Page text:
One more:

Cecily is a young Christian lesbian. She is sunny around other people and happy to socialise. She also suffers from a chronic illness, but can manage it with the right medication.

The Rules say: Cecily knows more about being a gay Christian than people who aren’t (1); her personal experience of her illness and treatment is more accurate than third-party observations (2); and that her decisions to convert, come out, and seek treatment were not taken lightly (3).

Real life would likely have people claiming that she can’t be a real Christian whilst gay/can’t really be queer if Christian, that she can’t possibly really be ill if she’s still capable of standing/raising a smile in any circumstances, and that when she says “I’m in pain and need help”, it gets interpreted either as “No you aren’t” or “Stop trying to score drugs/waste our time.”

There are obviously many, many more people, imaginary and real, who are in the same kind of situation – where the basic, decent rules of trust and word-taking are being ignored or violated. There are many more reasons why people might be in that situation; there are as many marginalised identities as there are characteristics, pretty much, and I’ve only touched on a very very few of them, without even trying to represent the people in the crossovers. (It’s entirely possible, to reuse the examples above, that someone could be trans, a minor, gay, and have a disability. And I hate to think how they would be treated.)

The Rules function fine just by themselves. The three of them, allowing for a couple of potential difficulties (like the anti-intellectualism, which can be avoided by assuming that Rule 1 – defer to people who may know more than you – can sometimes trump Rule 2) provide what’s actually a pretty fair (it seems to me) framework for assessing the accuracy of people’s information and the stability of their decisions. They basically boil down to trust people, and trust people who think.

However, as the examples make unpleasantly clear, there exists in practice a fourth rule, articulated even less frequently than the others, which is this:

4) Privilege constitutes experience.

This mindset is the only thing that explains the violation of the other rules regularly inflicted on the un-privileged. The feminist blogosphere has the term mansplaining, which is what happens when a man decides that his mere male status constitutes a qualification to explain things. (There are recorded instances of men trying to mansplain menstruation, of all the things, to a female audience. It is frankly unlikely any dude understands the vagaries of my period better than I do. Yet it has been tried.) Mansplanation is one of the consequences of Rule 4.

But there are so many others. Whitesplanation is another term I’ve seen, which should be pretty much self-explanatory. You could coin even more.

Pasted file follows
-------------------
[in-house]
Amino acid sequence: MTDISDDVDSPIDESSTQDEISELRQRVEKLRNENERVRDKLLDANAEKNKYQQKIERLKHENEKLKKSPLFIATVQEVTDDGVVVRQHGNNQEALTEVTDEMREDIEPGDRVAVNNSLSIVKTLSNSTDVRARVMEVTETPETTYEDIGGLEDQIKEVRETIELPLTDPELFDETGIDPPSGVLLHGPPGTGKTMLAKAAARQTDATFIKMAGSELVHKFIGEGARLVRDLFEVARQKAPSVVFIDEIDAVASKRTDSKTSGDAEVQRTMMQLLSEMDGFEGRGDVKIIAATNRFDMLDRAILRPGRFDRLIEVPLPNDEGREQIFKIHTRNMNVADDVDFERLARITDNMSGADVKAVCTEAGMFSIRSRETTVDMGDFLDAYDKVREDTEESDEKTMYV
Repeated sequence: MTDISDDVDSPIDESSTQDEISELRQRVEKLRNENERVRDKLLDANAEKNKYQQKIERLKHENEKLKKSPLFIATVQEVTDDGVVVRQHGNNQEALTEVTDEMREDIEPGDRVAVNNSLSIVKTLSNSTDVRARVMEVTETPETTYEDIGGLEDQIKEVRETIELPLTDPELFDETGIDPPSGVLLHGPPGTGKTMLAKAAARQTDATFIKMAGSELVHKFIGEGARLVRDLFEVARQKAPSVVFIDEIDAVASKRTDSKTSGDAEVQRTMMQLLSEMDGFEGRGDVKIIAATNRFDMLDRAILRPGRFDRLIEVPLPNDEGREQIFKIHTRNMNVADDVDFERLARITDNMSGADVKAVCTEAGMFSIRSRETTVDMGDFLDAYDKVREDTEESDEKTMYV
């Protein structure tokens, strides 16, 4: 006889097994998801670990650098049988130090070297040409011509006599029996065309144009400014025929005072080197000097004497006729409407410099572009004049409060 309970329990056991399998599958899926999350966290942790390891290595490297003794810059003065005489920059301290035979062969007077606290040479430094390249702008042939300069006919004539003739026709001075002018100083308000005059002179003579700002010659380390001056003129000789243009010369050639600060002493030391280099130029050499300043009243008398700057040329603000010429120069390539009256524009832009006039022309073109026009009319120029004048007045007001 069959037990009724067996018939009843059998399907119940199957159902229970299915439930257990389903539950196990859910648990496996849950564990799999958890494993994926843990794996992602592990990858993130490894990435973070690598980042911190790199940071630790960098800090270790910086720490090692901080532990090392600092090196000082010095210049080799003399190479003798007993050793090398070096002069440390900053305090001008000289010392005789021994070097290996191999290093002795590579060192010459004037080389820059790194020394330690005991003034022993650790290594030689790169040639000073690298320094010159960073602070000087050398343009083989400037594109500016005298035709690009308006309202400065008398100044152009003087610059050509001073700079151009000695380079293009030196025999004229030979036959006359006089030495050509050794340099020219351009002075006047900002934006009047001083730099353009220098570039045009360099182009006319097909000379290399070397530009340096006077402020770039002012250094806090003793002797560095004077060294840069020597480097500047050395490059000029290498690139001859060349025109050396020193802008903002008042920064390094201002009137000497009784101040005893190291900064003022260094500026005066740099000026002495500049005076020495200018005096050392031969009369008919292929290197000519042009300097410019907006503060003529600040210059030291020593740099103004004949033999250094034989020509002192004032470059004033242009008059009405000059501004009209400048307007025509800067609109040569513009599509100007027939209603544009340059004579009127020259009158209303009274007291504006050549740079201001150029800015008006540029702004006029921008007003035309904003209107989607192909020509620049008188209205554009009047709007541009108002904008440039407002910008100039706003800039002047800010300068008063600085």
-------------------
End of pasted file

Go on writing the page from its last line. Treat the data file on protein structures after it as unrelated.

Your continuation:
Richsplanation: for all my impeccable lefty credentials, no, I don’t actually know the plight of the workers better than they do. Thinsplanation. Cissplanation. Educationsplanation, when the person with the PhD assumes they know more about cars than the mechanic does because of their magic diploma. (PSA: Degrees generally qualify you in one subject only.)

Hetsplanation. Ablesplanation. Vegsplanation/Meatsplanation. (Veggies vs. meat-eaters seems to be one of the few cases where representatives of both sides can be found lecturing the other.)

Agesplanation, again one of the few that goes in both directions: we have a tendency to treat both children and the elderly as inherently overruleable by those in the prime of life.

Godsplanation, otherwise known as evangelism. Someone put it absolutely wonderfully in the comments to this thread: “Why should what you believe be more important to [me] than what [I] believe?”

There are probably many, many more that I’ve missed, and for those I am sorry. They – all of them, every last one – come out of Rule 4.

I hope that by setting the rules out in the open, demonstrating them and what they do, that I can be better aware of them as rules we’ve constructed rather than simply a function of how the world works. I also hope to be able to be a lot more aware of the phantom presence of Rule 4, and to try and purge its influence from my life and conversation.

To be honest, this post was mostly for me, to help work out some stuff I’d been thinking about and pin down the conclusions. Also, to document it, so I can come back to it and castigate myself if I clock I’ve been doing some ‘splaining. But I hope that it’s also been at least a little interesting for anyone reading, and offer my abject apologies if I’ve caused offence, whether by my phrasing, the construction of my imaginary people, my frenzy of word-coinages, or anything else. Please, please tell me if so.

And finally, to the title of the post.

*

The Rules, As Amended

1) The more someone has done/studied something, the more they likely know about it.

2) Personal experience is a more valuable guide than third-party information, except where negated by Rule 1.

3) The more thought someone puts into a decision, the more likely that decision is to be correct, valid, and worthy of respect.

4) Privilege is not experience. Experience is experience.

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One Comment leave one →
  1. sophia b permalink
    March 22, 2010 5:52 am

    As for the first two rules, i’d tend to phrase that as ‘if theres no objective standard to measure something by you have to trust peoples stated opinions (recognising that there are a wide variety of these that may have certain trends)’. So if you have someone saying that atheists have empty lives either i want to see your happiness meter or you’re just gonna have to believe me when i say i love my life.